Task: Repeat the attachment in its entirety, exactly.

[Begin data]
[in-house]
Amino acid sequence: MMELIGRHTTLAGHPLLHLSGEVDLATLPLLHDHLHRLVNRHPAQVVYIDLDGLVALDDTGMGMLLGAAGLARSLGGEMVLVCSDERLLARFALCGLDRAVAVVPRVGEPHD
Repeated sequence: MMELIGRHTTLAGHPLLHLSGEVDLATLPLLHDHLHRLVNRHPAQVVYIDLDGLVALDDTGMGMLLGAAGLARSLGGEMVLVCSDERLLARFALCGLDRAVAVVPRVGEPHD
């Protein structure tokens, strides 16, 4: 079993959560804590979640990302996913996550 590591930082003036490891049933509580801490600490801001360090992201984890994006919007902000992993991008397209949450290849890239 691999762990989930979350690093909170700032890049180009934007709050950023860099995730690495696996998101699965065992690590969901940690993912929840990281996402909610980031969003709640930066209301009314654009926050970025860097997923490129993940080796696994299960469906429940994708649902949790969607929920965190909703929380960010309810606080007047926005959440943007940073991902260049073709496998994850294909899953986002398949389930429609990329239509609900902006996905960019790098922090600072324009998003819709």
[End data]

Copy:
[in-house]
Amino acid sequence: MMELIGRHTTLAGHPLLHLSGEVDLATLPLLHDHLHRLVNRHPAQVVYIDLDGLVALDDTGMGMLLGAAGLARSLGGEMVLVCSDERLLARFALCGLDRAVAVVPRVGEPHD
Repeated sequence: MMELIGRHTTLAGHPLLHLSGEVDLATLPLLHDHLHRLVNRHPAQVVYIDLDGLVALDDTGMGMLLGAAGLARSLGGEMVLVCSDERLLARFALCGLDRAVAVVPRVGEPHD
């Protein structure tokens, strides 16, 4: 079993959560804590979640990302996913996550 590591930082003036490891049933509580801490600490801001360090992201984890994006919007902000992993991008397209949450290849890239 691999762990989930979350690093909170700032890049180009934007709050950023860099995730690495696996998101699965065992690590969901940690993912929840990281996402909610980031969003709640930066209301009314654009926050970025860097997923490129993940080796696994299960469906429940994708649902949790969607929920965190909703929380960010309810606080007047926005959440943007940073991902260049073709496998994850294909899953986002398949389930429609990329239509609900902006996905960019790098922090600072324009998003819709």